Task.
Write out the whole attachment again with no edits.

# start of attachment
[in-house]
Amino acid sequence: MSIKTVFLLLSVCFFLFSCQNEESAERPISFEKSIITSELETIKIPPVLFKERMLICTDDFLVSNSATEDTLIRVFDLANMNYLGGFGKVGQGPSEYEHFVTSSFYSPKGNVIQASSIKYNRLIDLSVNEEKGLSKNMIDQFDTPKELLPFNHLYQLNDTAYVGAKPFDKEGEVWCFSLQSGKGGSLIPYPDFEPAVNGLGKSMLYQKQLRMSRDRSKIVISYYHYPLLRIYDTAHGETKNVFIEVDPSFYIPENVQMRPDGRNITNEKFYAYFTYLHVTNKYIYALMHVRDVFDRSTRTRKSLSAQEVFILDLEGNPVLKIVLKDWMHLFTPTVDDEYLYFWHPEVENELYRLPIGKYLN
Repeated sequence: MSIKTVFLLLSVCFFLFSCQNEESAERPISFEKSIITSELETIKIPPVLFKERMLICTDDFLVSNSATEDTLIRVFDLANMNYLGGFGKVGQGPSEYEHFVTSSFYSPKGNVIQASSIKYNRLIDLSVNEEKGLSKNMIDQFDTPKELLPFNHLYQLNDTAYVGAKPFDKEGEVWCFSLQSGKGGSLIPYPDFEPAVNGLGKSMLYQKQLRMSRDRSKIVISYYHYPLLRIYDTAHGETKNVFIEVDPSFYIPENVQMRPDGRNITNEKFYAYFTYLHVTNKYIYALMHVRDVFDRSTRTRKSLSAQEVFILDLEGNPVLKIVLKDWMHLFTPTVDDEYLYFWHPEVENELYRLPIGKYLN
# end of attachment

[in-house]
Amino acid sequence: MSIKTVFLLLSVCFFLFSCQNEESAERPISFEKSIITSELETIKIPPVLFKERMLICTDDFLVSNSATEDTLIRVFDLANMNYLGGFGKVGQGPSEYEHFVTSSFYSPKGNVIQASSIKYNRLIDLSVNEEKGLSKNMIDQFDTPKELLPFNHLYQLNDTAYVGAKPFDKEGEVWCFSLQSGKGGSLIPYPDFEPAVNGLGKSMLYQKQLRMSRDRSKIVISYYHYPLLRIYDTAHGETKNVFIEVDPSFYIPENVQMRPDGRNITNEKFYAYFTYLHVTNKYIYALMHVRDVFDRSTRTRKSLSAQEVFILDLEGNPVLKIVLKDWMHLFTPTVDDEYLYFWHPEVENELYRLPIGKYLN
Repeated sequence: MSIKTVFLLLSVCFFLFSCQNEESAERPISFEKSIITSELETIKIPPVLFKERMLICTDDFLVSNSATEDTLIRVFDLANMNYLGGFGKVGQGPSEYEHFVTSSFYSPKGNVIQASSIKYNRLIDLSVNEEKGLSKNMIDQFDTPKELLPFNHLYQLNDTAYVGAKPFDKEGEVWCFSLQSGKGGSLIPYPDFEPAVNGLGKSMLYQKQLRMSRDRSKIVISYYHYPLLRIYDTAHGETKNVFIEVDPSFYIPENVQMRPDGRNITNEKFYAYFTYLHVTNKYIYALMHVRDVFDRSTRTRKSLSAQEVFILDLEGNPVLKIVLKDWMHLFTPTVDDEYLYFWHPEVENELYRLPIGKYLN